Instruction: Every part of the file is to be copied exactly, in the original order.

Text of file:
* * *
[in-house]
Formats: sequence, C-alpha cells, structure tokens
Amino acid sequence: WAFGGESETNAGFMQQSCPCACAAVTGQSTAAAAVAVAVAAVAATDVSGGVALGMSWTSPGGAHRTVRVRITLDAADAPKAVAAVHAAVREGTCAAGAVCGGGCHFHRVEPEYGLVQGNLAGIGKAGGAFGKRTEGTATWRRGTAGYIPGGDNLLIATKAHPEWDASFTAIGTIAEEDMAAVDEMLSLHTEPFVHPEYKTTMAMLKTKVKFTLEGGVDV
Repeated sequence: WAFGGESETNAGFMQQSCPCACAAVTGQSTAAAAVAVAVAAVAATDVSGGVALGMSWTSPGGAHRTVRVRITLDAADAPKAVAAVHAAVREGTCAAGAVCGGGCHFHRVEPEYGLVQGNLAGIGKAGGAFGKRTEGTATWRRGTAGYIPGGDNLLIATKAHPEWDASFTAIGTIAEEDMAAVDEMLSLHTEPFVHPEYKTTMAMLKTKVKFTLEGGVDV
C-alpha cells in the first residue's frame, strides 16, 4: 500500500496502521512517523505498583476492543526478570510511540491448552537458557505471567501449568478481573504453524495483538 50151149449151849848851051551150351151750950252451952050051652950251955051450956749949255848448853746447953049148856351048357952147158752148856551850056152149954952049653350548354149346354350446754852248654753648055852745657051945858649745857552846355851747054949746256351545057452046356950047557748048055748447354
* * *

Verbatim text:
[in-house]
Formats: sequence, C-alpha cells, structure tokens
Amino acid sequence: WAFGGESETNAGFMQQSCPCACAAVTGQSTAAAAVAVAVAAVAATDVSGGVALGMSWTSPGGAHRTVRVRITLDAADAPKAVAAVHAAVREGTCAAGAVCGGGCHFHRVEPEYGLVQGNLAGIGKAGGAFGKRTEGTATWRRGTAGYIPGGDNLLIATKAHPEWDASFTAIGTIAEEDMAAVDEMLSLHTEPFVHPEYKTTMAMLKTKVKFTLEGGVDV
Repeated sequence: WAFGGESETNAGFMQQSCPCACAAVTGQSTAAAAVAVAVAAVAATDVSGGVALGMSWTSPGGAHRTVRVRITLDAADAPKAVAAVHAAVREGTCAAGAVCGGGCHFHRVEPEYGLVQGNLAGIGKAGGAFGKRTEGTATWRRGTAGYIPGGDNLLIATKAHPEWDASFTAIGTIAEEDMAAVDEMLSLHTEPFVHPEYKTTMAMLKTKVKFTLEGGVDV
C-alpha cells in the first residue's frame, strides 16, 4: 500500500496502521512517523505498583476492543526478570510511540491448552537458557505471567501449568478481573504453524495483538 50151149449151849848851051551150351151750950252451952050051652950251955051450956749949255848448853746447953049148856351048357952147158752148856551850056152149954952049653350548354149346354350446754852248654753648055852745657051945858649745857552846355851747054949746256351545057452046356950047557748048055748447354